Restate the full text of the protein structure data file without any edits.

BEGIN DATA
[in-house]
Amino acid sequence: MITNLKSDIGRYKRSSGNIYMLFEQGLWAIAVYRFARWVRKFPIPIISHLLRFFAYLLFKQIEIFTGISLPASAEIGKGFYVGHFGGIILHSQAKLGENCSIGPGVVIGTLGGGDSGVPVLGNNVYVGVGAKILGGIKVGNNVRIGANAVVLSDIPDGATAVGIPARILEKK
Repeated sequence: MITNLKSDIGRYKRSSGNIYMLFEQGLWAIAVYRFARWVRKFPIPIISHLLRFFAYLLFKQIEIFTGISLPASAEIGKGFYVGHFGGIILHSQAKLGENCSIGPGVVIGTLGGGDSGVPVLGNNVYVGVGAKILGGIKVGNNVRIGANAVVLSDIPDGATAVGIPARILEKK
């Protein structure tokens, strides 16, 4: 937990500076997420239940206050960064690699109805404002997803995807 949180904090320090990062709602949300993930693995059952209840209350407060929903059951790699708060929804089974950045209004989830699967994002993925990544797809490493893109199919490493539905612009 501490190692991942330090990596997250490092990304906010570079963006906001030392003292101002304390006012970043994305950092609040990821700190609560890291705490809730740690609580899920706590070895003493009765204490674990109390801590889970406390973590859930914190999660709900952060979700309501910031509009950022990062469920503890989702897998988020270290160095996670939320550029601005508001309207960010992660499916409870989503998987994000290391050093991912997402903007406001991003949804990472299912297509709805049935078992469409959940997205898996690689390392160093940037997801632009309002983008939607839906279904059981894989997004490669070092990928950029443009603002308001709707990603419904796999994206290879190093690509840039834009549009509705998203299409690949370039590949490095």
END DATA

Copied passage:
[in-house]
Amino acid sequence: MITNLKSDIGRYKRSSGNIYMLFEQGLWAIAVYRFARWVRKFPIPIISHLLRFFAYLLFKQIEIFTGISLPASAEIGKGFYVGHFGGIILHSQAKLGENCSIGPGVVIGTLGGGDSGVPVLGNNVYVGVGAKILGGIKVGNNVRIGANAVVLSDIPDGATAVGIPARILEKK
Repeated sequence: MITNLKSDIGRYKRSSGNIYMLFEQGLWAIAVYRFARWVRKFPIPIISHLLRFFAYLLFKQIEIFTGISLPASAEIGKGFYVGHFGGIILHSQAKLGENCSIGPGVVIGTLGGGDSGVPVLGNNVYVGVGAKILGGIKVGNNVRIGANAVVLSDIPDGATAVGIPARILEKK
């Protein structure tokens, strides 16, 4: 937990500076997420239940206050960064690699109805404002997803995807 949180904090320090990062709602949300993930693995059952209840209350407060929903059951790699708060929804089974950045209004989830699967994002993925990544797809490493893109199919490493539905612009 501490190692991942330090990596997250490092990304906010570079963006906001030392003292101002304390006012970043994305950092609040990821700190609560890291705490809730740690609580899920706590070895003493009765204490674990109390801590889970406390973590859930914190999660709900952060979700309501910031509009950022990062469920503890989702897998988020270290160095996670939320550029601005508001309207960010992660499916409870989503998987994000290391050093991912997402903007406001991003949804990472299912297509709805049935078992469409959940997205898996690689390392160093940037997801632009309002983008939607839906279904059981894989997004490669070092990928950029443009603002308001709707990603419904796999994206290879190093690509840039834009549009509705998203299409690949370039590949490095």